Though it will soon be 20 years old, the vision of a new Panathinaikos stadium is about to be built. Funding is secured, land lease agreed, a year from now construction should be able to start.
We've written our first articles about this stadium before we were even available as a website in English. By the end of 2012 the Votanikos Arena plan seemed dead, due to a multitude of factors. But, unexpectedly, today it seems more alive than ever before, even if there's still a lot of work to be done.
How come? The 'Double Regeneration' plan by the city of Athens will receive funding from the EU and central government. Over the past two weeks more progress has been made than throughout a decade before.
First, on November 15, a 99-year lease agreement was signed between the city and Panathinaikos AO (the multi-section mother club). PAO will manage the land free of charge for nearly a century, in exchange providing services in common youth training across the 21 disciplines it offers.
Panathinaikos AE, the football company, will in turn pay rent to Panathinaikos AO for the use of the new stadium. This way the sustainable existence of PAO is to be secured. The football club is also expected to share revenue with the city to the tune of (likely, not definitely) €1 million annually, which should allow Athens to recoup most of its contribution over some 40 years.
On November 20 a memorandum of agreement was signed between the city, the government, Panathinaikos and Eleonas, a joint venture between banks Alpha and Piraeus. All of them are to put forward funding for the project.
We have to note that the Double Regeneration plan includes more than just a new football stadium. There is also a major indoor arena planned (for as many as 10,000 to 12,500 people), a smaller one, Olympic-sized pool and other facilities for Panathinaikos' sports sections.
The indicative cost is what causes our concern. In total, authorities expect the plan to be worth around €163.5 million ($198m today), of which the stadium itself is expected to cost €72 million (just $87m). Now we, just like everyone else, have to wait until all design procedures are done to learn whether such an optimistic budget can prove viable.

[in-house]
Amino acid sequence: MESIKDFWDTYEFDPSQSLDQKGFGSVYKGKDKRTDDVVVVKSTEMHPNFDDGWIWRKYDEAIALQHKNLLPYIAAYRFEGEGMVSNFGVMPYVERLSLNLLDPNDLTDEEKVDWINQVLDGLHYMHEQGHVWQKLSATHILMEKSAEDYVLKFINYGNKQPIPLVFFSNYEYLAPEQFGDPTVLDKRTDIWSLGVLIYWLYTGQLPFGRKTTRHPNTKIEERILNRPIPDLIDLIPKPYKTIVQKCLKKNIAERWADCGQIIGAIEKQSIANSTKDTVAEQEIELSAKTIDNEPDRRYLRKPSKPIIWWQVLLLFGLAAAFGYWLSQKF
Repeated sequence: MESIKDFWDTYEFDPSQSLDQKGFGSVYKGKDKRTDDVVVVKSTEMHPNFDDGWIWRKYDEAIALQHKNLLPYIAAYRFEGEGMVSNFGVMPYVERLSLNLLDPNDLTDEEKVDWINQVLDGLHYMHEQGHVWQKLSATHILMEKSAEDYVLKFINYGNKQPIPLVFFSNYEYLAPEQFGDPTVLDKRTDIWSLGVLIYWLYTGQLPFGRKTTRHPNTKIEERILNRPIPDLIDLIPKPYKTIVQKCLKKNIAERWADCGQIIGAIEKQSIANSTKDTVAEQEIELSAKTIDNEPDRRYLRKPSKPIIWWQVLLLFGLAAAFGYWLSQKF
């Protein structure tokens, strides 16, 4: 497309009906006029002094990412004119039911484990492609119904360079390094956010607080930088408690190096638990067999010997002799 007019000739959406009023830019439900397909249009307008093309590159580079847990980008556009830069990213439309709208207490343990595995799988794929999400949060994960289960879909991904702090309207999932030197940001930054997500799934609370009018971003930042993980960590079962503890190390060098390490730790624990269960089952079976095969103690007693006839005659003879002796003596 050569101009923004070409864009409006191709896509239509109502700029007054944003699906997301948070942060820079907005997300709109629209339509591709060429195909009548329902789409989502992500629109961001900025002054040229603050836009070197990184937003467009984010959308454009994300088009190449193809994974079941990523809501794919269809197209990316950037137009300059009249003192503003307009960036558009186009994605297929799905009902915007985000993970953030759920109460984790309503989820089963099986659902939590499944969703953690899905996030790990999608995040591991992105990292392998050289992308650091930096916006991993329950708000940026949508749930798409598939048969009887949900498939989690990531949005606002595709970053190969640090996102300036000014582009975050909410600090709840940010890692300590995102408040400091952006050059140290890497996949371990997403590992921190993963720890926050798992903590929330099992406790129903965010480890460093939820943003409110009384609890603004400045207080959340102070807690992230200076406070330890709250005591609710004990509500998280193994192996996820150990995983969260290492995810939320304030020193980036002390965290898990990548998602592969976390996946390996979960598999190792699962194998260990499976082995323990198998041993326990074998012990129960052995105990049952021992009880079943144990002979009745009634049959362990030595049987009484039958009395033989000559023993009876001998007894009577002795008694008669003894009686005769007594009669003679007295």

At present it's expected that all design evaluation should be done by September 30, 2021. Then until November 30 a planning permission is to be issued, allowing groundbreaking in December. From that point construction of the stadium should stay within 36 months.
What will Panathinaikos get in 2024?
One more uncertainty covers the new venue's capacity. The recent memorandum of understanding suggests a football stadium of at least 35,000 seats. However, minister for development and investment Adonis Georgiadis has recently assured fans that 40,000 seats are planned. Either of these two options will mean that Panathinaikos will have the largest club stadium across Greece.
The larger number seems consistent with the stadium's design from nearly two decades ago. In fact, the idea of relocation to Votanikos is already 20 years old, having been born in 2000. The stadium design will turn 20 after it opens, dating back to 2006.
Fresh renders from A&S Architects suggest the plan hasn't changed much since its inception, and has only been refined. The undulating roof rests on four primary trusses based in each corner of the ground. The auditorium is divided into two tiers around the field and three along the sides. The stadium is to receive up to 8 levels of floor space, of which 3 (depending on topography) are to be under ground and largely devoted to parking spaces.
What will happen to the old stadium?
Meanwhile, the old Stádio Apostolos Nikolaidis (Leoforos) is apparently entering its final years. Opened back in 1922, it remains the oldest football stadium in use across Greece, just as Panathinaikos remains the oldest operating club.
Leoforos is expected to remain in use until its successor opens in 2024. It will then be demolished and transformed into underground parking with public green areas on top.